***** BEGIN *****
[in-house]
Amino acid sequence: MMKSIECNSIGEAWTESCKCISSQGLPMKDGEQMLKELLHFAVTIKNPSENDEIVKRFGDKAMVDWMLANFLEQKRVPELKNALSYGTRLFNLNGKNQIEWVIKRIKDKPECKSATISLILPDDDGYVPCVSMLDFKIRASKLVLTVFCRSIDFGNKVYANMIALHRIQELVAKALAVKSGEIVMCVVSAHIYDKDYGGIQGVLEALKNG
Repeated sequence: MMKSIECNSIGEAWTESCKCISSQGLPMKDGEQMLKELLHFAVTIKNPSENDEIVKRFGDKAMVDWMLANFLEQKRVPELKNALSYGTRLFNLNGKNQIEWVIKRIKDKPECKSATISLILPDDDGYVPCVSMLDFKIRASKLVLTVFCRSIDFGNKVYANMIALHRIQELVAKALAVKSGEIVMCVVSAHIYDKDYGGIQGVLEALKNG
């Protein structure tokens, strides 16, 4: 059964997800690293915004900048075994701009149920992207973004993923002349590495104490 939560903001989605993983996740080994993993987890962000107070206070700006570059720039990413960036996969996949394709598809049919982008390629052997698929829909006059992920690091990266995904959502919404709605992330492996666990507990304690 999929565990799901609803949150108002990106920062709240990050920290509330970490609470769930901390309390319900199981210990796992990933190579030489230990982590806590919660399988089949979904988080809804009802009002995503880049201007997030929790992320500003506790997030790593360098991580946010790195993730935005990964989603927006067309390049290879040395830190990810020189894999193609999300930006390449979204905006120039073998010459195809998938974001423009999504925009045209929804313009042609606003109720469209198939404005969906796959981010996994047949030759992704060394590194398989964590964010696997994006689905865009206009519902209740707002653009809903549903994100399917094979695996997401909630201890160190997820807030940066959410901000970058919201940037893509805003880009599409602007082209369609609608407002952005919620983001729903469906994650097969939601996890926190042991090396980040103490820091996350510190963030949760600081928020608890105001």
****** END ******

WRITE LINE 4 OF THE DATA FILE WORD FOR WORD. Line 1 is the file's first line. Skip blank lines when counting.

């Protein structure tokens, strides 16, 4: 059964997800690293915004900048075994701009149920992207973004993923002349590495104490 939560903001989605993983996740080994993993987890962000107070206070700006570059720039990413960036996969996949394709598809049919982008390629052997698929829909006059992920690091990266995904959502919404709605992330492996666990507990304690 999929565990799901609803949150108002990106920062709240990050920290509330970490609470769930901390309390319900199981210990796992990933190579030489230990982590806590919660399988089949979904988080809804009802009002995503880049201007997030929790992320500003506790997030790593360098991580946010790195993730935005990964989603927006067309390049290879040395830190990810020189894999193609999300930006390449979204905006120039073998010459195809998938974001423009999504925009045209929804313009042609606003109720469209198939404005969906796959981010996994047949030759992704060394590194398989964590964010696997994006689905865009206009519902209740707002653009809903549903994100399917094979695996997401909630201890160190997820807030940066959410901000970058919201940037893509805003880009599409602007082209369609609608407002952005919620983001729903469906994650097969939601996890926190042991090396980040103490820091996350510190963030949760600081928020608890105001």